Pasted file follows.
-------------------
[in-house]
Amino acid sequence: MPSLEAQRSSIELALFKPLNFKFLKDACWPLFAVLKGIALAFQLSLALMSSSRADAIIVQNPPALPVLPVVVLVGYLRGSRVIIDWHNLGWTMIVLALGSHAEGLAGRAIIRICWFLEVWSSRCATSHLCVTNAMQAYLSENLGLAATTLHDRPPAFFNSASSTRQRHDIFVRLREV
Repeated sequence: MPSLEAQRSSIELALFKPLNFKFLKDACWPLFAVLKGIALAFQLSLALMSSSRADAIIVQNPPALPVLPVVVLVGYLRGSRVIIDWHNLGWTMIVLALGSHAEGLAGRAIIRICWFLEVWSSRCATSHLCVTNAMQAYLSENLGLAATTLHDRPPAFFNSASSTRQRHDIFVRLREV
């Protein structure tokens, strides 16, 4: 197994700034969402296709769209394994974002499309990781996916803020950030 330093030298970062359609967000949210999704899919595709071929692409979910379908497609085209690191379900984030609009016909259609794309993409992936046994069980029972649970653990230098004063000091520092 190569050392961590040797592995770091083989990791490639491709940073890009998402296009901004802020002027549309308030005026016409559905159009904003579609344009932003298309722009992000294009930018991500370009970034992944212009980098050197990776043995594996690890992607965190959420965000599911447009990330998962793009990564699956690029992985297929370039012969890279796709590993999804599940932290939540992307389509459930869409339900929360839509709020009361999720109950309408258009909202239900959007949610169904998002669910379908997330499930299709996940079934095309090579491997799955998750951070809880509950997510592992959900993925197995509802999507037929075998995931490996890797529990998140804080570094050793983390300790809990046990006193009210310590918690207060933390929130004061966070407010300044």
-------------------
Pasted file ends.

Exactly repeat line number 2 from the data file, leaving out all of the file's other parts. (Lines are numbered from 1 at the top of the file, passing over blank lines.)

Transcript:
Amino acid sequence: MPSLEAQRSSIELALFKPLNFKFLKDACWPLFAVLKGIALAFQLSLALMSSSRADAIIVQNPPALPVLPVVVLVGYLRGSRVIIDWHNLGWTMIVLALGSHAEGLAGRAIIRICWFLEVWSSRCATSHLCVTNAMQAYLSENLGLAATTLHDRPPAFFNSASSTRQRHDIFVRLREV